Road-tripping with the family helps to foster lifelong memories, which is why so many households hit the open road with their beloved dog in tow. But just like humans, dogs can experience car sickness and anxiety during the ride. Dr Krista Miller, DVM, a veterinarian at THRIVE Affordable Vet Care in Baton Rouge, Louisiana, says their brains have an area called the chemoreceptor trigger zone (CTZ) that can trigger nausea and vomiting. “This nausea and vomiting along with anxiety are often experienced on car rides, as dogs tend to spend most of their time not in a mobile setting,” she notes.
Dr Walter F. Burghardt, Jr, DVM, PhD, DACVB, a board-certified behavioural veterinarian at BluePearl Specialty and Emergency Pet Hospital in San Antonio, Texas, adds that your beloved pet could be distressed due to apprehension or uncertainty about what the ride actually means. “For example, some dogs learn that car rides tend to be associated with unpleasant experiences — perhaps a visit to an emergency hospital after an injury,” he explains. “Distress often is accompanied by increased physiological arousal — increased heart rate, breathing, and activity. Heightened arousal and distress may worsen motion sickness and vice versa.”
Before you pack the entire family — including your pup — into the car for a road trip this summer, consult our veterinarian-approved tips to help you care for your dog if they are experiencing car anxiety or sickness.
Socialise your dog to rides in the car
The first step when battling both motion sickness and anxiety during a car ride is to plan as much as possible in advance. “For all pets, making car travel a fun and safe activity early in life can often avoid problems later,” says Dr Burghardt. “After a problem has developed, it is also a great time to discuss the issue with a vet — medications and a program of desensitisation (making travel more familiar) and counter-conditioning (making travel a fun and rewarding experience) can often help make travel a better experience for both pets and their owners.” Otherwise, you can practise car conditioning, which includes “sitting in the car with [your] pet, more frequent car rides, [and] anything that allows pets to become more accustomed to a vehicle,” adds Dr Miller.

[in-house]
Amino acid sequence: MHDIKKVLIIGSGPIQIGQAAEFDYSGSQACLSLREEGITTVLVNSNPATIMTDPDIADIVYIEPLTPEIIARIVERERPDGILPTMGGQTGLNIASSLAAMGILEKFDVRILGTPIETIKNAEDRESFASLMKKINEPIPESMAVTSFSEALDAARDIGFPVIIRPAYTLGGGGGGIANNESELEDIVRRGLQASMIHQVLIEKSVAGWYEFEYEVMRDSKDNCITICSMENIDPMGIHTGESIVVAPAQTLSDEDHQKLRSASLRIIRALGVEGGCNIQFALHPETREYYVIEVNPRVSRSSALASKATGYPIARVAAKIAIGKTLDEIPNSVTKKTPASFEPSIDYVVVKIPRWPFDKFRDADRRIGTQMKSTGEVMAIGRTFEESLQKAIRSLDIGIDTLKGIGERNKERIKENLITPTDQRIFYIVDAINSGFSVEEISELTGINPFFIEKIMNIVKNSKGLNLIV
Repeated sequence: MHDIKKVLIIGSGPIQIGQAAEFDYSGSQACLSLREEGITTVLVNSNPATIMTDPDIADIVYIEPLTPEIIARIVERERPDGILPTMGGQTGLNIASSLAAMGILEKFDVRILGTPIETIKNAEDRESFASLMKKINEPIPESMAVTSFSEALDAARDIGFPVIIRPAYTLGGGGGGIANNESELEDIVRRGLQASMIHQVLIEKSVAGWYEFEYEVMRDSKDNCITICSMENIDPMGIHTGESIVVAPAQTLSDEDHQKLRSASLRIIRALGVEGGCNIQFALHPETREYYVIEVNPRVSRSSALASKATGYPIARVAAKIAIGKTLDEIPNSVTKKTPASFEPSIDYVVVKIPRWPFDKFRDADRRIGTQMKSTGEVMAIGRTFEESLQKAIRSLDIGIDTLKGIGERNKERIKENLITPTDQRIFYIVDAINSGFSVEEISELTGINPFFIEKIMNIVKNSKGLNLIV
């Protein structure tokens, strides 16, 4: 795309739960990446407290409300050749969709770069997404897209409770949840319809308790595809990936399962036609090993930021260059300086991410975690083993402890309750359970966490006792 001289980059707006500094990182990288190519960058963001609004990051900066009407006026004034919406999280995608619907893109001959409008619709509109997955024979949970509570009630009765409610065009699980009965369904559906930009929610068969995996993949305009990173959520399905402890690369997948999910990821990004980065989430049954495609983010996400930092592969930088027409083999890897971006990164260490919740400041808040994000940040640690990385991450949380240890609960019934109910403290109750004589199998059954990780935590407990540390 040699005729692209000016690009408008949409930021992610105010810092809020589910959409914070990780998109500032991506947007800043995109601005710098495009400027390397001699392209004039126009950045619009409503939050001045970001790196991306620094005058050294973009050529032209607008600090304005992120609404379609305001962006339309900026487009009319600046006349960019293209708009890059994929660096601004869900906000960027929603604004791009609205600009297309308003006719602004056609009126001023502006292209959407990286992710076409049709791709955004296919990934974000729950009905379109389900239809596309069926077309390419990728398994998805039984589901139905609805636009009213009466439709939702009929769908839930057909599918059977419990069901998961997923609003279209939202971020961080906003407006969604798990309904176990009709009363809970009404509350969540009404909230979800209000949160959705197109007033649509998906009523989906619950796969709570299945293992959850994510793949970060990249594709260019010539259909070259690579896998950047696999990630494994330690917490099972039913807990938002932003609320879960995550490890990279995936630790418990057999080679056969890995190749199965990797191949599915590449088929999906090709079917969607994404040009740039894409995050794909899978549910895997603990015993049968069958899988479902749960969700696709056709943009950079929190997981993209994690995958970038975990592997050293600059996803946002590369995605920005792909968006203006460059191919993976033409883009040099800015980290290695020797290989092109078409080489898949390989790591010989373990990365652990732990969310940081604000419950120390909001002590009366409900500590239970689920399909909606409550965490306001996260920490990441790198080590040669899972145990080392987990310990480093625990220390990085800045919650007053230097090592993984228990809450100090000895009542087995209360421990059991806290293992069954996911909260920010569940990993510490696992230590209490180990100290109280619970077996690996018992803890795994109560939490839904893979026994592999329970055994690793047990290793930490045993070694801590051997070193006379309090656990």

Ease anxiety with therapy and pre-rides
A common veterinary practice to help your pet keep calm is anti-anxiety therapy. “These treatments range from nutritional supplements designed to reduce mild to moderate chronic distress to long-term medications for more severe cases and even short-acting anti-anxiety medications that can be used just for distressing situations,” explains Dr Burghardt. “Often, these treatments are used in combination with behavioural modification to teach pets that travel can be a rewarding experience.”
As for what you can do to help your dog? Dr Miller suggests giving them candied ginger about 30 minutes to one hour before car travel, which can reduce sensations of pain. She also says to avoid feeding your pet anything too heavy anywhere from four to six hours before a car ride, as this can help lessen an upset stomach.
Consider medication options
“There are a number of medication choices for motion sickness, the most common being over-the-counter antihistamine products that also produce some sedation and more-specific anti-nausea medications, like Maropitant,” says Dr Burghardt. There are popular prescription medicines, too, like Meclizine. Dr Miller adds notes that veterinarians can prescribe medications like trazodone and even alprazolam to help with car travel anxiety. No matter the medicine type, she explains that you should always consult with a veterinarian before giving any doses to your dog.
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